And furthermore where exactly DOES the 21st century go from here? Or, more accurately for my mindset last weekend, where does my 21st century go from the fall of the Berlin Wall? Over the course of our 10 mile walk, A. and I were given the opportunity for a lot of reflection. The triumphal celebration we were witnessing was not big on nuance. Whilst the city was peeling back it’s facade and showing us something new, in many ways what were being shown was a simple, emotional and inspiring story of tragic oppression and glorious freedom. I’m not arguing that isn’t part of the story of the wall. But the consequences of that glorious story arc for the here and now is a silencing of any alternatives to liberalism and capitalism – within this specific, Western, capitalist bubble, the fall of the Berlin Wall really was the ‘End of History’. Certainly the Left in the West has never really recovered its bite since communism failed so spectacularly. The 21st century is glorious, capitalist freedom, with no need to ask any further questions or fight any other fights and certainly no need for any more revolutions on the scale of the Fall of the Wall. With this lack of alternatives comes a coinciding loss of passion and the world-changing emotions that choked me up in the street at the start of this post. We’ve slid into a historical period with all the excitement of a middle-aged, middle-class life in suburbia. Sure, it’s super-comfortable, but, really, what’s the point? And as any film about the dark side of suburbia is keen to point out – the comfort and the contentment only hides an underbelly that no-one’s willing to talk about.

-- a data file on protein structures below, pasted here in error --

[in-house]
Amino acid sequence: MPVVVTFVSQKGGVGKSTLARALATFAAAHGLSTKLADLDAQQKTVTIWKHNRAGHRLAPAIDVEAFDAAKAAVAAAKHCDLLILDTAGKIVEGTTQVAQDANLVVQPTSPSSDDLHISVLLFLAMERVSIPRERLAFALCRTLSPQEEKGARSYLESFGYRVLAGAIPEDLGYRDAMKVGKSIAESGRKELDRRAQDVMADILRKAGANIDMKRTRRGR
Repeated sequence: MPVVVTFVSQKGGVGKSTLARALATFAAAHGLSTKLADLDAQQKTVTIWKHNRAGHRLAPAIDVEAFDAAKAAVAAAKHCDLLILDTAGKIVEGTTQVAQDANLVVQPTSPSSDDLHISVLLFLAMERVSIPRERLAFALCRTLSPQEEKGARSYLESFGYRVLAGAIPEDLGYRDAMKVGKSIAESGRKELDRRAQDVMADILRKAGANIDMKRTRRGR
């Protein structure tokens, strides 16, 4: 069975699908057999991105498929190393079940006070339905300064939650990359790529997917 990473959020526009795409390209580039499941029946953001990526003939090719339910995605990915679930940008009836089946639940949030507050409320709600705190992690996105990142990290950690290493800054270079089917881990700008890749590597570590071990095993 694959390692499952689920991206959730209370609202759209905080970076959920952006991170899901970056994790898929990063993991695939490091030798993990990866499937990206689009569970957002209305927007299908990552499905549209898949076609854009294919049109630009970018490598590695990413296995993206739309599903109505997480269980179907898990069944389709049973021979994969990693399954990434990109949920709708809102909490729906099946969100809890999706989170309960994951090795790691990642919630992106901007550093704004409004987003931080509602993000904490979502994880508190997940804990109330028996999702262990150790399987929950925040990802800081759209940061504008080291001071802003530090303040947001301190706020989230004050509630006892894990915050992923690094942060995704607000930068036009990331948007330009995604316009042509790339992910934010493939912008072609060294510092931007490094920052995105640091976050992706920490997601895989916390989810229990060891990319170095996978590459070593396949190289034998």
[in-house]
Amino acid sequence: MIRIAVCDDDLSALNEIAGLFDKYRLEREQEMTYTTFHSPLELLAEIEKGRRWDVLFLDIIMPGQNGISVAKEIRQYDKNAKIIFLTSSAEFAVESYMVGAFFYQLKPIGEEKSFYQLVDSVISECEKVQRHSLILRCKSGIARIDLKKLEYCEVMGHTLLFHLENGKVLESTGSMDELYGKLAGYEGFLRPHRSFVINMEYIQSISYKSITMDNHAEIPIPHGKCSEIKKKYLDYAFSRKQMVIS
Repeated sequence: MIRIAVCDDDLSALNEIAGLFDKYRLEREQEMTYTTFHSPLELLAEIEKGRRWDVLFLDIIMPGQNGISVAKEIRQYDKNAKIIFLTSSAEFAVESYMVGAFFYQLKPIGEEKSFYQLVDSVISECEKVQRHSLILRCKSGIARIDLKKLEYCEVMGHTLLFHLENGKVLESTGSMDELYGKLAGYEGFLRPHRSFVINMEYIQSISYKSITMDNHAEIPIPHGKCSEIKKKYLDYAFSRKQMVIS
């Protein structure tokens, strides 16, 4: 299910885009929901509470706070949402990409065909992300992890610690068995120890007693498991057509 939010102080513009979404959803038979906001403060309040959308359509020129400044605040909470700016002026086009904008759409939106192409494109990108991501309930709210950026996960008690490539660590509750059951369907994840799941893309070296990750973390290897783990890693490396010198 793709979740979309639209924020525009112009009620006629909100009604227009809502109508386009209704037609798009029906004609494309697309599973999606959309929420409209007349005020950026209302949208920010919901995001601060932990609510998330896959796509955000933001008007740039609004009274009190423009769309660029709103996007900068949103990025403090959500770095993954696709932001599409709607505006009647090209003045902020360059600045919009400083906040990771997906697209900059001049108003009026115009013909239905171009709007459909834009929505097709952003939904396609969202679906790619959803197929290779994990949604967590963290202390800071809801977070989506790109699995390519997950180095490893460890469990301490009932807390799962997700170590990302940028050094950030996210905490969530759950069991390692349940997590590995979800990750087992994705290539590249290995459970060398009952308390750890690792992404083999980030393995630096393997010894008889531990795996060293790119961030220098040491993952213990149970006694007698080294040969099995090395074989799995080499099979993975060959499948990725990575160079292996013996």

I’m not suggesting that the wall should go back up just so I can get some emotional jollies out of politics again. I’m pretty against walls, unless they’re the walls of your house and they’re keeping in the heat, keeping out the rain and keeping up your ceiling. What was interesting about the 10 mile walk, however, was that whilst I felt like I was becoming hyper-aware of the past, I was also aware of not getting a complete story. The border guard who I quoted up above? His world collapsed along with the wall – he lost his (admittedly, shitty job) and struggled to make ends meet in the new capitalist paradise before having to retire. The wall coming down wasn’t all sweetness and light, just as it wouldn’t hurt to occasionally question our slavish devotion to economic liberalism. Just because there was a wall and it was bad doesn’t mean that everything since there wasn’t a wall is automatically good.
All in all, the night was thought-provoking, educative and beautiful. I will admit that by the 5 and a half hour mark I was sick of being hyper-aware of history and only wanted to be hyper-aware of a vegetarian burger, a comfy seat and some glühwein. I spoke to a few people afterwards who said they thought it was ‘disappointing’ because the balloons weren’t lit up when they flew into the sky (after the balloons had made the border for the weekend, they were released into the sky and most people assumed they had a light attached so they could be seen far off into the distance). I couldn’t have disagreed more. For me, the event was about the coming together, the remembering and the consideration, not the spectacle.
But, hey, I suppose there’s a different side to every story, isn’t there.